How the Pandemic Created a Touch-Free Revolution

Key Takeaways

  • Touch-free technology has become more prevalent in 2020.
  • Tech like QR codes, contactless payments, and thermal body detection has helped certain industries adapt to the pandemic.
  • Experts say touch-less technology is here to stay and will continue to grow and become the new norm.

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This year has changed the way we do many things in our day-to-day lives, including the implementation of touch-free technology. Experts believe the pandemic has started a touch-free revolution that will only continue to grow, even after the pandemic is over. 

Whether it’s QR codes, contactless payments, or thermal body detection, touch-free technology has become one of the biggest trends of 2020, thanks to the global pandemic. What used to be a “nice to have” feature has become necessary for industries like retail, restaurants, and security operating in a pandemic world.

“This is the future, and you’re just gonna see more of it,” Lisa Falzone, co-founder and CEO of Athena Security, told Lifewire in a phone interview. 

QR Codes for Shopping and Eating

One touch-free tech that has seen a huge spike in the pandemic are QR codes. What used to be a relatively unused feature has become essential for the retail and restaurant industries adapting during the pandemic.

“It’s a technology that basically went from nowhere to everywhere in the span of a year,” MustHaveMenus CEO Jim Williams told Lifewire over the phone. 

And more people are trusting the tech, too. According to a September survey by Statista, 45.5% or people trust retail businesses to be the most secure place to scan a QR code, followed by restaurants and bars at 43%.

“This is the future, and you’re just gonna see more of it.”

For companies like Happy Returns, which provides return software and services to retailers, QR codes were always a part of the business model, but became even more important during the pandemic.

“We moved to 100% QR code-based over the summer,” Happy Returns co-founder and CEO David Sobie told Lifewire in a phone interview. “From a shopper perspective, we were trying to inspire confidence that the process would be contact-free and that the transactions would be as efficient as possible.” 

Sobie said that aside from the safety benefit of exclusively using QR codes, the switch has made transactions and returns a faster experience. 

“There’s now less back and forth between the customer and the sales associate,” he said. “What used to take about a minute for a transaction has been cut in half.” 

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Aside from transactions, Williams said QR codes provide versatility to businesses. He’s seen the restaurant industry use QR codes to replace paper menus, offer coupons or discount codes, drive traffic to a restaurant’s website, and even to let customers order takeout.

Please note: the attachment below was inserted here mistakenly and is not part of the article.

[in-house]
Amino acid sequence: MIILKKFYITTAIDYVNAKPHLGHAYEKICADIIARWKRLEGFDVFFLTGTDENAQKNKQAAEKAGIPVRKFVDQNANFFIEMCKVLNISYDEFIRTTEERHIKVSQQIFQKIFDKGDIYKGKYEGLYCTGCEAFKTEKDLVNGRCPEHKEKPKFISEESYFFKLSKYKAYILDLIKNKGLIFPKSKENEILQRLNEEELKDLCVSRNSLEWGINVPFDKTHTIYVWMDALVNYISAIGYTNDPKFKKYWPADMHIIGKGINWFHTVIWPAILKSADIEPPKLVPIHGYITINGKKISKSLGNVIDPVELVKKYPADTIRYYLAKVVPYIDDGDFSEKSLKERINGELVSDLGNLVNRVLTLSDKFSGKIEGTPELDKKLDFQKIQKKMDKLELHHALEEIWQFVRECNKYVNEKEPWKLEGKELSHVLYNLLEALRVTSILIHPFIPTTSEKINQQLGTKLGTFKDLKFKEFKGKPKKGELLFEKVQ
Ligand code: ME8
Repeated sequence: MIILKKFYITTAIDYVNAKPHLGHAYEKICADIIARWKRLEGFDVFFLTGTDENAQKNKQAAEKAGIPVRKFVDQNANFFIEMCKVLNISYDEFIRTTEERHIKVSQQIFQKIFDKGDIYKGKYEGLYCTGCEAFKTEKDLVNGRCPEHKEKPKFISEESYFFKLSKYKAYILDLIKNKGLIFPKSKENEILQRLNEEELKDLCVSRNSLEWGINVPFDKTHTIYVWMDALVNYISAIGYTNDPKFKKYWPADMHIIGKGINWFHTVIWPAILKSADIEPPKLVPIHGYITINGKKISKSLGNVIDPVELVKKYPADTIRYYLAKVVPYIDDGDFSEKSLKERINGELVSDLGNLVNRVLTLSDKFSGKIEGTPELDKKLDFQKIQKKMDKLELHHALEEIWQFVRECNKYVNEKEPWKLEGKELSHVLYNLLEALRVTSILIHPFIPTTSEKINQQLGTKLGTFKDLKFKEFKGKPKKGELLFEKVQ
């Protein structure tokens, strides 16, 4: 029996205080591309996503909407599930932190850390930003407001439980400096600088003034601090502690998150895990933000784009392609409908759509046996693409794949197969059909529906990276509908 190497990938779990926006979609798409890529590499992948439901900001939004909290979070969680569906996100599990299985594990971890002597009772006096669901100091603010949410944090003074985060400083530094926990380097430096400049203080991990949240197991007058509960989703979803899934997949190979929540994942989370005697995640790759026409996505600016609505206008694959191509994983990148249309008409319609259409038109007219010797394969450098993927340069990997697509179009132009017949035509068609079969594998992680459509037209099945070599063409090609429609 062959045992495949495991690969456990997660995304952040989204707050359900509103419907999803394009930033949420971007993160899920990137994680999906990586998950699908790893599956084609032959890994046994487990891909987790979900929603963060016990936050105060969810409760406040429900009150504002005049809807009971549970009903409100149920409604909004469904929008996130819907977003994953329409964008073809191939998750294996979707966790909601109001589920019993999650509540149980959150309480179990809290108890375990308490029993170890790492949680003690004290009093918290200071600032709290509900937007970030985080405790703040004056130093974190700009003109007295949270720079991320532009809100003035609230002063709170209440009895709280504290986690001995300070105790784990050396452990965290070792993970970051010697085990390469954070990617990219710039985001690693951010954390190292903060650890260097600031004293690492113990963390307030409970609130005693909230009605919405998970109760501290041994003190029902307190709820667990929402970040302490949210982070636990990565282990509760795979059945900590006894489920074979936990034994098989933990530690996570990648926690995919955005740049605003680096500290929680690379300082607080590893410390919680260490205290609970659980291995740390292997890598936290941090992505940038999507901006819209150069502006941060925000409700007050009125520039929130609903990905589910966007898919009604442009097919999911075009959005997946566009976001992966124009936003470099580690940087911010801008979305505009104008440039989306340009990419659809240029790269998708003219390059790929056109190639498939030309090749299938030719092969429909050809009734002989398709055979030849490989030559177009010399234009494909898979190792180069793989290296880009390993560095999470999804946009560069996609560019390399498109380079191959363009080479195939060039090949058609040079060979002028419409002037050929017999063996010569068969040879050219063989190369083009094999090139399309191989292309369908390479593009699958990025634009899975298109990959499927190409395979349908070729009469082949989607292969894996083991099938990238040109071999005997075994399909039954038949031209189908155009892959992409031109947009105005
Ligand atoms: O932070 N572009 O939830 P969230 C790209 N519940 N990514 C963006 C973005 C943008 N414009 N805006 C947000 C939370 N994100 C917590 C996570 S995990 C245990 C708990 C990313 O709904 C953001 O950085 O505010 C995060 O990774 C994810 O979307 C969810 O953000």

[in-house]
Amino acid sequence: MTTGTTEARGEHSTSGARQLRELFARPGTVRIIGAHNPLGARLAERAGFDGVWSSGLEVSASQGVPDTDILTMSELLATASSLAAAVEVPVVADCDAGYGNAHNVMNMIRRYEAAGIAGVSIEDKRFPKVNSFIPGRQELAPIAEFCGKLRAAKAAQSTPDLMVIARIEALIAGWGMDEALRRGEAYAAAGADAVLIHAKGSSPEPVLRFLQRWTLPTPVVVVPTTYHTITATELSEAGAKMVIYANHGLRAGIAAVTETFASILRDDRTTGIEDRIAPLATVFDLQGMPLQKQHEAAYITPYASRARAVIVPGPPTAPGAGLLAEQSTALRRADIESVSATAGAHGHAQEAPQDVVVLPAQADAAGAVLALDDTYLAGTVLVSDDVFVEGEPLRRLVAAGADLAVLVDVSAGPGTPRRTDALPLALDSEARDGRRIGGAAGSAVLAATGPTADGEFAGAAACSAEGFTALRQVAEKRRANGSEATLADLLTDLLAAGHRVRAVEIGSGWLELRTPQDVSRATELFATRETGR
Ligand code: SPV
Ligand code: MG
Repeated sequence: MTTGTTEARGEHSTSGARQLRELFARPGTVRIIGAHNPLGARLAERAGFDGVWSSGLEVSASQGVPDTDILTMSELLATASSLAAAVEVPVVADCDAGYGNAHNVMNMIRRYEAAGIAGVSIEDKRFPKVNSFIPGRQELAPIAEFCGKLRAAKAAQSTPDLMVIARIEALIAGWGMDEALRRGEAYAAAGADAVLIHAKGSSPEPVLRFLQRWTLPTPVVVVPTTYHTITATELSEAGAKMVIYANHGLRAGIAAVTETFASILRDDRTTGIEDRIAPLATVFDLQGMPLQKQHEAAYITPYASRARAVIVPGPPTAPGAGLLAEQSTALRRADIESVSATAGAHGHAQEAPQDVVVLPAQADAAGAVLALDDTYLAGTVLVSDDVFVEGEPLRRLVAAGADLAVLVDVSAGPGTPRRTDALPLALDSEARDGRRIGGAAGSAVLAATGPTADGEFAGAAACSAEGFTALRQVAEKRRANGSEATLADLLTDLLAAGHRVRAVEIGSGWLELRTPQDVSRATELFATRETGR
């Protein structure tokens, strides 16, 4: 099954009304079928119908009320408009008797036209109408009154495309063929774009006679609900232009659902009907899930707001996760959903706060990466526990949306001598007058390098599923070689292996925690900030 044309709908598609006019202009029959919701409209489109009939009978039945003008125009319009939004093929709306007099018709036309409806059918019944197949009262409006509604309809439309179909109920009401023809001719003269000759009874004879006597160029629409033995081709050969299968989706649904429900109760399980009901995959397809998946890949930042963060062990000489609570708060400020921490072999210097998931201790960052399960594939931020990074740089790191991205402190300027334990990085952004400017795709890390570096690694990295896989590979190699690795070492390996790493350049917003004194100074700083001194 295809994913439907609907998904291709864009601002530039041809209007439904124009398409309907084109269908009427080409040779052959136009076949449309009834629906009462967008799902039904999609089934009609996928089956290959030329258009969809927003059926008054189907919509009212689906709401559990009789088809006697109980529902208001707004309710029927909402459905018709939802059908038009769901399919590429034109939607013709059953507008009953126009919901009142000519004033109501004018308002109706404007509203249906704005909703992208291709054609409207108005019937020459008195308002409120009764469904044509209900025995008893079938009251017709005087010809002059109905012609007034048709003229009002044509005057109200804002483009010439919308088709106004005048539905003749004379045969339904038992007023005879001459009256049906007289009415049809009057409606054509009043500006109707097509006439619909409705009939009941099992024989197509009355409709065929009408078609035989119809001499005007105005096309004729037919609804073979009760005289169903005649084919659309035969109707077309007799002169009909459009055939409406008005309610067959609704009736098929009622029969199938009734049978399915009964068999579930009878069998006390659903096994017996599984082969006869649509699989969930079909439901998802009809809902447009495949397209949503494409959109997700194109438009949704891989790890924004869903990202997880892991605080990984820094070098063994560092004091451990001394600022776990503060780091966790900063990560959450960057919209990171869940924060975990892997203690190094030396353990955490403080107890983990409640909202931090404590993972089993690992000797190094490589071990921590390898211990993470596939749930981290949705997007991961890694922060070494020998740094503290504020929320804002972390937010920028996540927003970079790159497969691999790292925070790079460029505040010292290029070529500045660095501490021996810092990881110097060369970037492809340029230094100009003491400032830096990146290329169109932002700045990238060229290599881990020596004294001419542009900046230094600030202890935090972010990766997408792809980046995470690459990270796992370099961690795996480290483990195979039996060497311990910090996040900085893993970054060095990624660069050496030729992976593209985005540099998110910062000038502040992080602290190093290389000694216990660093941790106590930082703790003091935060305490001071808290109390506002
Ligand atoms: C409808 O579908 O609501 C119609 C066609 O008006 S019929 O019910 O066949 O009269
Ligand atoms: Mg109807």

“There is a whole creative aspect to QR codes on how far you want to take them,” he added, explaining that MustHaveMenus customers have taken QR codes beyond a simple phone scan and are printing them on business cards, placing them on a restaurant’s front door, and using them as stickers attached to takeout orders. 

“It’s impressive how quickly restaurants have responded to using QR codes and the different levels to which they are using them,” he said. 

Williams said that while every restaurant is different (i.e. you probably won’t see as many QR codes in a fine dining setting), this touch-free tech is here to stay. 

Thermal Technology for Security

A recent Harris Poll published in November found that nine in 10 Americans said they were likely to return to a venue post-pandemic if touchless security screening was in place. A majority of Americans surveyed say they would prefer touchless security screening (52%) over metal detector screening (48%) if given a choice between the two.

“It’s a technology that basically went from nowhere to everywhere in the span of a year.”

The security industry has had a lot of adapting to do since the start of the global pandemic, too, including companies like Athena Security. Before the pandemic, the company focused on using computers to detect if someone had a gun in a school setting, but has since added the focus of using touchless technology to detect elevated body temperatures.

“We’ve cut out the need to stand there with a hand-held thermometer, which is really dangerous right now,” Falzone said.

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You’ve probably already experienced temperature checks with a digital thermometer before entering a business this year, but Falzone said the tech is evolving beyond that to thermal detection by capturing people’s temperatures through a camera. She said to be prepared for this kind of evolution even after we’ve made it out of the pandemic as a way to make people and businesses more secure. 

“Biosecurity innovation post-pandemic is a real thing,” she said. “For a lot of businesses, thermal [detection] will be the new norm.”

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